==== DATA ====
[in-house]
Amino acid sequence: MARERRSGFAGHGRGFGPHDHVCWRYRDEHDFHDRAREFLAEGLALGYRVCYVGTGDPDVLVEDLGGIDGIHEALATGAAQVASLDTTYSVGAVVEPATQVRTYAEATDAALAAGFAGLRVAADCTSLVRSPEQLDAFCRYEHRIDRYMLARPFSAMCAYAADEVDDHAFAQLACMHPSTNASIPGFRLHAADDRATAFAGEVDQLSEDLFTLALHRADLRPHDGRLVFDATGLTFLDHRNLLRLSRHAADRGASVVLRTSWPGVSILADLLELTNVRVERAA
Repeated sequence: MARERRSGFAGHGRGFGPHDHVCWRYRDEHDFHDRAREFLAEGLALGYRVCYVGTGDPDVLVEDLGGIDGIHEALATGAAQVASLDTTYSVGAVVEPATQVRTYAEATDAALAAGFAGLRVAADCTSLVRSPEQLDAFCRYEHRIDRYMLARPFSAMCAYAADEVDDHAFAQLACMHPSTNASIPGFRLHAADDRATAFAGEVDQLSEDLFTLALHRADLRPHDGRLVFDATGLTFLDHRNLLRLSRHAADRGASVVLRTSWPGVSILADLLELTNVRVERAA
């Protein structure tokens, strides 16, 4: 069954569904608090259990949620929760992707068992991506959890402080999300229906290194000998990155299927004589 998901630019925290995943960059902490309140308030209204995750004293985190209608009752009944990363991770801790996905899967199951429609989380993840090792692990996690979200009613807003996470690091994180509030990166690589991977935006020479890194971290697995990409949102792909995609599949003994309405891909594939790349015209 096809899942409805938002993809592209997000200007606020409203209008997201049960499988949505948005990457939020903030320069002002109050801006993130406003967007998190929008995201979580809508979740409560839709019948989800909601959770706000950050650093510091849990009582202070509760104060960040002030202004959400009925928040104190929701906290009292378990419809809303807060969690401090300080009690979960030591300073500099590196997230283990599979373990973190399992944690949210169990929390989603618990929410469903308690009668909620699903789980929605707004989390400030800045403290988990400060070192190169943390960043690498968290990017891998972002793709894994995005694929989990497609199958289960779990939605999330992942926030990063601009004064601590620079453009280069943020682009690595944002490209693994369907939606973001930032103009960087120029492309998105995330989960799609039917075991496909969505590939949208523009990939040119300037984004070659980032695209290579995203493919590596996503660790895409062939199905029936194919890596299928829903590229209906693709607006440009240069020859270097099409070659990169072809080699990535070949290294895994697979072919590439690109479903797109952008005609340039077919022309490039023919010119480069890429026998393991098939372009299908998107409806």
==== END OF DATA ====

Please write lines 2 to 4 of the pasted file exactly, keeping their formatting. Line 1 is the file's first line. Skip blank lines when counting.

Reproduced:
Amino acid sequence: MARERRSGFAGHGRGFGPHDHVCWRYRDEHDFHDRAREFLAEGLALGYRVCYVGTGDPDVLVEDLGGIDGIHEALATGAAQVASLDTTYSVGAVVEPATQVRTYAEATDAALAAGFAGLRVAADCTSLVRSPEQLDAFCRYEHRIDRYMLARPFSAMCAYAADEVDDHAFAQLACMHPSTNASIPGFRLHAADDRATAFAGEVDQLSEDLFTLALHRADLRPHDGRLVFDATGLTFLDHRNLLRLSRHAADRGASVVLRTSWPGVSILADLLELTNVRVERAA
Repeated sequence: MARERRSGFAGHGRGFGPHDHVCWRYRDEHDFHDRAREFLAEGLALGYRVCYVGTGDPDVLVEDLGGIDGIHEALATGAAQVASLDTTYSVGAVVEPATQVRTYAEATDAALAAGFAGLRVAADCTSLVRSPEQLDAFCRYEHRIDRYMLARPFSAMCAYAADEVDDHAFAQLACMHPSTNASIPGFRLHAADDRATAFAGEVDQLSEDLFTLALHRADLRPHDGRLVFDATGLTFLDHRNLLRLSRHAADRGASVVLRTSWPGVSILADLLELTNVRVERAA
């Protein structure tokens, strides 16, 4: 069954569904608090259990949620929760992707068992991506959890402080999300229906290194000998990155299927004589 998901630019925290995943960059902490309140308030209204995750004293985190209608009752009944990363991770801790996905899967199951429609989380993840090792692990996690979200009613807003996470690091994180509030990166690589991977935006020479890194971290697995990409949102792909995609599949003994309405891909594939790349015209 096809899942409805938002993809592209997000200007606020409203209008997201049960499988949505948005990457939020903030320069002002109050801006993130406003967007998190929008995201979580809508979740409560839709019948989800909601959770706000950050650093510091849990009582202070509760104060960040002030202004959400009925928040104190929701906290009292378990419809809303807060969690401090300080009690979960030591300073500099590196997230283990599979373990973190399992944690949210169990929390989603618990929410469903308690009668909620699903789980929605707004989390400030800045403290988990400060070192190169943390960043690498968290990017891998972002793709894994995005694929989990497609199958289960779990939605999330992942926030990063601009004064601590620079453009280069943020682009690595944002490209693994369907939606973001930032103009960087120029492309998105995330989960799609039917075991496909969505590939949208523009990939040119300037984004070659980032695209290579995203493919590596996503660790895409062939199905029936194919890596299928829903590229209906693709607006440009240069020859270097099409070659990169072809080699990535070949290294895994697979072919590439690109479903797109952008005609340039077919022309490039023919010119480069890429026998393991098939372009299908998107409806």